While on leave, I have earned my administrative certification and come to realize that being an educator doesn’t necessarily mean being physically in a classroom every day. Opportunities to educate can emerge outside the constraints of a single classroom. I have expanded my private-lesson studio and mentored student teachers at the collegiate level. Along with writing this monthly column, I interview educators for another periodical and present at conferences, professional development sessions, and universities, as well as write program notes for composers, conduct band clinics, adjudicate and guest conduct ensembles, and consult for schools. I have also created a summer graduate course to teach. I have been interviewed for music education podcasts, and I continue to create new performance possibilities for students and resources for educators. I do many of these jobs during my children’s naps, early in the morning, late in the evening, or on the weekends. If the school system wouldn’t consider the opportunity to work part-time in the area I felt most skilled, then I would create the type of work I was most passionate about—on my own terms. Along the way, I have been able to make amazing memories with my children.
Walking away from the version of work that I knew for 15 years was scary. But the decision to take a leave of absence has actually enabled me to grow professionally. I navigate situations a bit more cautiously, often more skillfully and, at times, even more confidently. When I was contemplating my decision, my mother aptly cautioned that no matter which path I chose—to work full time for the school system or to remain on leave—there would be challenges. Some days, I feel like I’m working harder than when I was teaching full-time, and there are others when I don’t feel nearly as productive. Regardless, I made an unconventional change that has allowed me to explore other areas and to serve as a resource beyond my school system.
“Instead of focusing on the inevitable anxiety, consider what you might learn by taking an individual path.”
This evolution has given me the chance to experience education and parenthood from different vantage points, running the gamut from the joys and struggles of the single employee and the employee without children to the stay-at-home parent and the working parent. I can empathize with the teacher who requests an extension of a deadline. I can relate to the administrator who wants to appease all stakeholders. I recognize that options do—and more importantly should exist—for part-time work within an employee’s preferred skillset.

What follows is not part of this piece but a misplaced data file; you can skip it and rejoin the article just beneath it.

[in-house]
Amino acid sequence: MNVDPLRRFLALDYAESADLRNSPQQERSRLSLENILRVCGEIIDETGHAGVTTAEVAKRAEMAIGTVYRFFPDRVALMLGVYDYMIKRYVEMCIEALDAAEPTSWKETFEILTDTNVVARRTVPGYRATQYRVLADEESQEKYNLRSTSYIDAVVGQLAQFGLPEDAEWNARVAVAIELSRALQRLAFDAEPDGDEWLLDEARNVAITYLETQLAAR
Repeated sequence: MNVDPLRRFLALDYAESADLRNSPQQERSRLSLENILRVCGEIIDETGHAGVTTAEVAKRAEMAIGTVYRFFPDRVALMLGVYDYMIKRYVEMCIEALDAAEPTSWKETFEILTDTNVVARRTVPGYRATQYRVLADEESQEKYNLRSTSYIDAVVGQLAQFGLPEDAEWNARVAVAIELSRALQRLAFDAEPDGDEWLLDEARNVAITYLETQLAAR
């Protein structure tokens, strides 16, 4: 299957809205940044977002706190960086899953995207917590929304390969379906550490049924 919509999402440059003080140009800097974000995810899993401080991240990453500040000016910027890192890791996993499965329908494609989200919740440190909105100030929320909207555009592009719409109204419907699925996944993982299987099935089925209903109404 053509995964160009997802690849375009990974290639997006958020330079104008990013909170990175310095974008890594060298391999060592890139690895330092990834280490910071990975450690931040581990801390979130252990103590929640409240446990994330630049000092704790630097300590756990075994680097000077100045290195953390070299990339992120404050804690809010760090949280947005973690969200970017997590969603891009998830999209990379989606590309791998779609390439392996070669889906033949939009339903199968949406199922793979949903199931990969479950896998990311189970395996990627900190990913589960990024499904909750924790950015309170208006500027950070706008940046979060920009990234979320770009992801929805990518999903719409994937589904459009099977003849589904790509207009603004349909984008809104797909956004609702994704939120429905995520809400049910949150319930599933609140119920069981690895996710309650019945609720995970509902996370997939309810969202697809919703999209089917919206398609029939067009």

With both challenges and opportunities in mind, here are some questions to ask yourself before reaching a decision about a career change:
- How long can this change take place?
- Do I understand my contract?
- How will this shift affect my health?
- What impact will it have on my family?
- How will I grow, personally and professionally?
- What will I sacrifice—and what will I gain?
- Who will be my support system?
- Have I thought outside the box enough?
Most important: Instead of focusing on the inevitable anxiety, consider what you might learn by taking an individual path. As Robert Frost once wrote, “Two roads diverged in a wood, and I— / I took the one less traveled by, / And that has made all the difference.”
About the author:
Lori Schwartz Reichl is a music educator and author. Visit her at makingkeychanges.com.
Join Lori for a week-long graduate course reflecting the ideas shared each month in this column: AMUS 605: Making Key Changes: Refresh Your Music Program, 3 credits, July 22 – 26, 2019 at Villanova University.
The National Association for Music Education (NAfME) provides a number of forums for the sharing of information and opinion, including blogs and postings on our website, articles and columns in our magazines and journals, and postings to our Amplify member portal. Unless specifically noted, the views expressed in these media do not necessarily represent the policy or views of the Association, its officers, or its employees.
June 11, 2019. © National Association for Music Education (NAfME.org)
June 11, 2019
- Lifelong Learning
- Music Education Profession
June 11, 2019. © National Association for Music Education (NAfME.org)